PO For weight 10 to 13 kg, 75 mg twice daily; for weight 14 to 19 kg, 100 mg twice daily; for weight 20 to 27 kg, 150 mg twice daily; for weight 28 to 39 kg, 200 mg twice daily; for weight 40 kg or more, 300 mg twice daily (max, 600 mg/day).

Coadministration With Rifampin

PO 800 mg twice daily.

Film-Coated Tablet
Adults and children 6 y and older with weight 25 kg or more

PO 400 mg twice daily.

Adults and children 6 y and older with weight 24 kg or less

PO Use the chewable tablet.

General Advice

  • Administer with or without food. Chewable tablets may be chewed or swallowed whole. Film-coated tablets must be swallowed whole.
  • Because the formulations are not bioequivalent, do not substitute the chewable tablet for the film-coated tablet.


Store between 59° and 86°F. Store chewable tablets in the original package with the bottle tightly closed. Keep desiccant in the bottle to protect from moisture.

Drug Interactions


The risk of a rash may be increased. Instruct patients to contact their health care provider if a rash develops.

Drugs that are strong inducers of UGT1A1 (eg, rifampin)

Raltegravir plasma levels may be reduced. The recommended dosage of raltegravir is 800 mg twice daily during coadministration with rifampin. Coadminister with caution.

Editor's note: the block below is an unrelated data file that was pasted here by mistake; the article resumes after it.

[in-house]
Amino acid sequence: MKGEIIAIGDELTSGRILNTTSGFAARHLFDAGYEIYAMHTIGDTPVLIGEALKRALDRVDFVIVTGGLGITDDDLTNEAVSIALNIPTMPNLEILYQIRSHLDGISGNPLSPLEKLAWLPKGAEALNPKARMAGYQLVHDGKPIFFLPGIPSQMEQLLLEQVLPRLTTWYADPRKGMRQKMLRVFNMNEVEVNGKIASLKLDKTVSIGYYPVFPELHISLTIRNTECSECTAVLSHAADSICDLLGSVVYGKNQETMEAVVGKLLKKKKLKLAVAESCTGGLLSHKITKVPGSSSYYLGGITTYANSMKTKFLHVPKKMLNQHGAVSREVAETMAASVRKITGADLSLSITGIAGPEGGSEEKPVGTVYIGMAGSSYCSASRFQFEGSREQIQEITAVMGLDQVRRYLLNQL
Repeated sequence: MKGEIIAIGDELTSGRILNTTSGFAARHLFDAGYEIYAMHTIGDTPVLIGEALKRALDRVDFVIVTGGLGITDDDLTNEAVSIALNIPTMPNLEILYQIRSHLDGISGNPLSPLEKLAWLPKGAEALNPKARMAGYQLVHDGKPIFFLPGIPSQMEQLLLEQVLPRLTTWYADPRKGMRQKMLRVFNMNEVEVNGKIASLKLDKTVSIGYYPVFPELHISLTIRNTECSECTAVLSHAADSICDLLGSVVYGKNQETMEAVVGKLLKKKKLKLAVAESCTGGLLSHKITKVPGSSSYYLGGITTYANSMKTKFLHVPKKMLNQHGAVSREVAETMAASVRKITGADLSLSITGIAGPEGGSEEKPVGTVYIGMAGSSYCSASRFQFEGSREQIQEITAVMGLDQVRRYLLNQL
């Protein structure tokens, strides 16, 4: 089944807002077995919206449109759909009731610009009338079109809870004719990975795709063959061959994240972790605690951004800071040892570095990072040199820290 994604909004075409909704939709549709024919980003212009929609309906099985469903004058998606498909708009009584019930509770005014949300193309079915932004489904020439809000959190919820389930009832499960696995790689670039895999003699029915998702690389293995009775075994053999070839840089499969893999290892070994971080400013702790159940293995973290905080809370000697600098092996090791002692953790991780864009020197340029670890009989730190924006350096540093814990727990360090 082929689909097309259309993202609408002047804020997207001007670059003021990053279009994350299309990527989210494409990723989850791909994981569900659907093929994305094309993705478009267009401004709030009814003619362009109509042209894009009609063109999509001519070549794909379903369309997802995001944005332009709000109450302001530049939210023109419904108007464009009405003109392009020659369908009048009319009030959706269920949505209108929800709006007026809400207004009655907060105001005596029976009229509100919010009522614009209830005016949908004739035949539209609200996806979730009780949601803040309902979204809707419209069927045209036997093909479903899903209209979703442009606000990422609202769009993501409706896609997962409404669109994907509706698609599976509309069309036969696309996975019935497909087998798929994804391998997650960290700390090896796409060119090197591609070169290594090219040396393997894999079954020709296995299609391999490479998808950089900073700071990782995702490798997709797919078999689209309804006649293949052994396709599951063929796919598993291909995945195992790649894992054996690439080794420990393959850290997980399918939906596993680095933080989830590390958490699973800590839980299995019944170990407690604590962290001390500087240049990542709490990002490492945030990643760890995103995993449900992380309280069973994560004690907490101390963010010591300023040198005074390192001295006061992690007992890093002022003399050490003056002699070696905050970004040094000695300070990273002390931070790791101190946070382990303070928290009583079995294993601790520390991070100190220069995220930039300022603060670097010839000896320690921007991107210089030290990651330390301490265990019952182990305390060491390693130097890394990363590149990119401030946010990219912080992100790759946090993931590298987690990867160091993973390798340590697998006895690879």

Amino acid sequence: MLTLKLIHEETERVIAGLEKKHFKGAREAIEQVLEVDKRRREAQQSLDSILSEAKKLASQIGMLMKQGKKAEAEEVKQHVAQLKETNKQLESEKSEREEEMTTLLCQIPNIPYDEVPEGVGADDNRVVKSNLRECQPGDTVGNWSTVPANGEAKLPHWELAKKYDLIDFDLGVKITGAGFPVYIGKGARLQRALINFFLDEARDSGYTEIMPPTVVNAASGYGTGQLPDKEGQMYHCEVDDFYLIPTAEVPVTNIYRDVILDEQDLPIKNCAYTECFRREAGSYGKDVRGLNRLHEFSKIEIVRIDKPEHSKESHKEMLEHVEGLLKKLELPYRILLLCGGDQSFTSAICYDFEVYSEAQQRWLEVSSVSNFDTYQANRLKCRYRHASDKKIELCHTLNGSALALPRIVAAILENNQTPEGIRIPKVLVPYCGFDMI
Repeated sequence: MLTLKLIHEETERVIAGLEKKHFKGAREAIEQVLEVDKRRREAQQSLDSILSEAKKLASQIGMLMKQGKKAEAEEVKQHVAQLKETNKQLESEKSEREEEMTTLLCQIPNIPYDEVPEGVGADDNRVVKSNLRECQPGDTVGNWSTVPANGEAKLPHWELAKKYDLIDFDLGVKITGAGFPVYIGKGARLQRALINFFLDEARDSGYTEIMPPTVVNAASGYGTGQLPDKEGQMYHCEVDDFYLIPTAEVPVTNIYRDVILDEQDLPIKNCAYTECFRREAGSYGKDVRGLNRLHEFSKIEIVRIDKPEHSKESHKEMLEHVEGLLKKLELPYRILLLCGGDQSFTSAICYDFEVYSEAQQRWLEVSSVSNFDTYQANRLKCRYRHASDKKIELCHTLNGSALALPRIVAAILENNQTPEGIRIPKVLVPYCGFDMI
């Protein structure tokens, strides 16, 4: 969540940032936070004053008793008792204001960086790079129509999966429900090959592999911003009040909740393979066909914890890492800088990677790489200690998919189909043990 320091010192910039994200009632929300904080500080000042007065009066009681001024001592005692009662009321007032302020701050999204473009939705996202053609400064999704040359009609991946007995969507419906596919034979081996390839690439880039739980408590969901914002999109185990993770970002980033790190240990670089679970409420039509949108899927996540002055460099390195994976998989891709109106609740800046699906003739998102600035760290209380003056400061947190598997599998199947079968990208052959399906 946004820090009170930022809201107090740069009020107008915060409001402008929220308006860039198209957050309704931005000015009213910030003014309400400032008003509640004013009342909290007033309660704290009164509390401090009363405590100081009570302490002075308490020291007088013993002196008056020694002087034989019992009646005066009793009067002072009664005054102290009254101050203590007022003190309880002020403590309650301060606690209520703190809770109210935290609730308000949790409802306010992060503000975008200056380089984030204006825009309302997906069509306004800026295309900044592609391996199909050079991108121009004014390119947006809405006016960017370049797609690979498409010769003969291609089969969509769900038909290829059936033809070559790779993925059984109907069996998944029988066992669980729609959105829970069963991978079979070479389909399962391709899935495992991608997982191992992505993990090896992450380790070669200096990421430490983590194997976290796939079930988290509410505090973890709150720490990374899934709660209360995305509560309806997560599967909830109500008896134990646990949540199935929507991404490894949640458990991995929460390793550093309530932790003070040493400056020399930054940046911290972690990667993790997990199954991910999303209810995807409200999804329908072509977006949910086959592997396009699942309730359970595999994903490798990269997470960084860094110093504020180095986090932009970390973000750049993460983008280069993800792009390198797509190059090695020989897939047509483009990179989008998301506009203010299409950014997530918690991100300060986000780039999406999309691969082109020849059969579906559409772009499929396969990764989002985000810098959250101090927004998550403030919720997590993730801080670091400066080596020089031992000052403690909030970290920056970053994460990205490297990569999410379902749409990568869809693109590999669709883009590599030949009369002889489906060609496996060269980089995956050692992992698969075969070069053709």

Drugs that inhibit UGT1A1 (eg, atazanavir, atazanavir/ritonavir)

Raltegravir plasma levels may be increased; however, dosage adjustments are not needed with coadministration of atazanavir/ritonavir. Monitor the response of the patient.

Efavirenz, etravirine

Raltegravir plasma concentrations may be reduced. The clinical importance has not been assessed. Monitor the response of the patient.


Plasma concentrations of fosamprenavir and raltegravir may be reduced, decreasing the pharmacologic effects. Close clinical and laboratory monitoring is warranted.


Raltegravir plasma concentrations may be increased because of increased solubility at higher pH. Dosage adjustments do not appear to be necessary. Monitor the response of the patient.


Raltegravir plasma concentrations may be reduced. However, the magnitude of the changes is not expected to warrant a dose adjustment.


Raltegravir plasma concentrations may be increased. Monitor the response of the patient.